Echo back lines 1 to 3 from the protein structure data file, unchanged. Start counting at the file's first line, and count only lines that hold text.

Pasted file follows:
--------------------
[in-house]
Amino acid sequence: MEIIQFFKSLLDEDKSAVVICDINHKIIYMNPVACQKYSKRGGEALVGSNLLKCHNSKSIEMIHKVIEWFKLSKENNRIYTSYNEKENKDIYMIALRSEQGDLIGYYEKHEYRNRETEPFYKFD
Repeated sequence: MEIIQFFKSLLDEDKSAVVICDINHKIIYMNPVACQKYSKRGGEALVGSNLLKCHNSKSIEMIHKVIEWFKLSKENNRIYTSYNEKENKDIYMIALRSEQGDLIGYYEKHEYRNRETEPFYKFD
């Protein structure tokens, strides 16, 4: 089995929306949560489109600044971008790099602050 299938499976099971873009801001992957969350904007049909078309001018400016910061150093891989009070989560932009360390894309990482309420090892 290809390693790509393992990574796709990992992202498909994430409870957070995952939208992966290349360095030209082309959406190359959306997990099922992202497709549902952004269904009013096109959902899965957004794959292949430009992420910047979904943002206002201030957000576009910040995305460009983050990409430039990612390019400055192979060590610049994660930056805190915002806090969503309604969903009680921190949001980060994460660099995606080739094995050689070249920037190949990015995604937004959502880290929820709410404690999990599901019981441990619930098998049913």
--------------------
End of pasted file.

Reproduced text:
[in-house]
Amino acid sequence: MEIIQFFKSLLDEDKSAVVICDINHKIIYMNPVACQKYSKRGGEALVGSNLLKCHNSKSIEMIHKVIEWFKLSKENNRIYTSYNEKENKDIYMIALRSEQGDLIGYYEKHEYRNRETEPFYKFD
Repeated sequence: MEIIQFFKSLLDEDKSAVVICDINHKIIYMNPVACQKYSKRGGEALVGSNLLKCHNSKSIEMIHKVIEWFKLSKENNRIYTSYNEKENKDIYMIALRSEQGDLIGYYEKHEYRNRETEPFYKFD